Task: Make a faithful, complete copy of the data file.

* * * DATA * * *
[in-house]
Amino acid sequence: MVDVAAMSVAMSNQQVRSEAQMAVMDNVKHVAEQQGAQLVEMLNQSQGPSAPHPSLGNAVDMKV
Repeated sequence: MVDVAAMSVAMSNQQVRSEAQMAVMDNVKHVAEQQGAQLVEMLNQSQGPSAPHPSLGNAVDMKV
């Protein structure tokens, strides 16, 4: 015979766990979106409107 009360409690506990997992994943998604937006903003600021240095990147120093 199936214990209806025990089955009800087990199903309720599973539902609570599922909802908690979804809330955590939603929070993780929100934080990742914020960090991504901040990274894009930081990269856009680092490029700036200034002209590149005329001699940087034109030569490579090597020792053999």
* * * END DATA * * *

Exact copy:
[in-house]
Amino acid sequence: MVDVAAMSVAMSNQQVRSEAQMAVMDNVKHVAEQQGAQLVEMLNQSQGPSAPHPSLGNAVDMKV
Repeated sequence: MVDVAAMSVAMSNQQVRSEAQMAVMDNVKHVAEQQGAQLVEMLNQSQGPSAPHPSLGNAVDMKV
């Protein structure tokens, strides 16, 4: 015979766990979106409107 009360409690506990997992994943998604937006903003600021240095990147120093 199936214990209806025990089955009800087990199903309720599973539902609570599922909802908690979804809330955590939603929070993780929100934080990742914020960090991504901040990274894009930081990269856009680092490029700036200034002209590149005329001699940087034109030569490579090597020792053999």